Resting heart rate is not always equal to performance
Monitoring your resting heart rate is an excellent discipline to integrate with your daily procedures since it can give you some vital information about your fitness. You will start to see a pattern when you have registered your resting heart rate in the morning for a while (months).
There are days with low resting heart rates and days with high values.
Notice long term changes in resting heart rate
The most important observation for you will be that there is some but not a total correlation between resting heart rate and cycling performance.
Minor differences in the same week have nothing to do with improved performance but are a lot more about the level of recovery, sleep pattern, physical and psychological stress level, etc. On the other hand, differences observed over a more extended period (months) might likely be seen because of a central adaptation. Due to a better relaxation (regulated by the autonomic nervous system), there is a better filling of the heart in the diastole and thus a larger stroke volume in the systole.
Don’t compare heart rate values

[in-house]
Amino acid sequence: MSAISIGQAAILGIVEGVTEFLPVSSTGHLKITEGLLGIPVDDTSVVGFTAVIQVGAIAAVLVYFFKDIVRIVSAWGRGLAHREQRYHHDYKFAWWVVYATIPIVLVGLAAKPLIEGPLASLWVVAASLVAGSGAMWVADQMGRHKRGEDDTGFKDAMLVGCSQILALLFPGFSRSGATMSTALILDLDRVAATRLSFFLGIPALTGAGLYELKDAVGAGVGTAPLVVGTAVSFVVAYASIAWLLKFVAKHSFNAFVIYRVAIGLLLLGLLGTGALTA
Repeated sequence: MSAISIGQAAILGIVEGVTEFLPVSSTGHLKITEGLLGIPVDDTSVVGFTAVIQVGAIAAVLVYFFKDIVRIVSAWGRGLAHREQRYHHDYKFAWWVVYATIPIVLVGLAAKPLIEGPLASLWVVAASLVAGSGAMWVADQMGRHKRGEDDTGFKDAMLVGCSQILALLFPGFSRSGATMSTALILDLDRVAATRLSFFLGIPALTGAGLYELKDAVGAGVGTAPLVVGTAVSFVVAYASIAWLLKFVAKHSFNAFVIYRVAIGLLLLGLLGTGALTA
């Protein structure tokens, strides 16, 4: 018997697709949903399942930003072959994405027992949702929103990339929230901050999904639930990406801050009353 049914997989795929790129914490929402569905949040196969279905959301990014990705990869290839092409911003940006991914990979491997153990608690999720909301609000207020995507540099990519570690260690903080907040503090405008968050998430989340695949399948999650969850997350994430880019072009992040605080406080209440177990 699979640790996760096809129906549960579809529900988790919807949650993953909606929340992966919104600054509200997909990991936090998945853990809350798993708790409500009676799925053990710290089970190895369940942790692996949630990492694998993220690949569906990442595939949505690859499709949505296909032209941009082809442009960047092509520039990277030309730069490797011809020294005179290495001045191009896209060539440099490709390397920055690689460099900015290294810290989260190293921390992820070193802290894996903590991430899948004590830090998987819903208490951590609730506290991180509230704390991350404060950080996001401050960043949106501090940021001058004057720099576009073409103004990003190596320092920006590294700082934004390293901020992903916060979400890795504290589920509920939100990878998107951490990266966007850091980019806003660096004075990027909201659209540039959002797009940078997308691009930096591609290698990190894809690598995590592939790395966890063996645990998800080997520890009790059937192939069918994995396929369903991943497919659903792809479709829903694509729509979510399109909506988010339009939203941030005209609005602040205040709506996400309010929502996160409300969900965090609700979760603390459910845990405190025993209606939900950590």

As I have mentioned a couple of times before: It doesn’t make sense to compare absolute heart rate values with others because we all have different anatomy. For example, I have registered a low resting heart rate of 36bpm in a period with a minimal amount of cardiovascular training.
I wonder how many of you have the same value? That doesn’t matter! You are probably stronger and fitter than I was at that time anyway.
As you can see from the many comments (currently more than 136 comments) to my article ‘What is Your Lowest Heart Rate ever?’, many people around the world have low resting heart rates. Many of the comments illustrate that resting heart rate is a good but not perfect predictor of performance.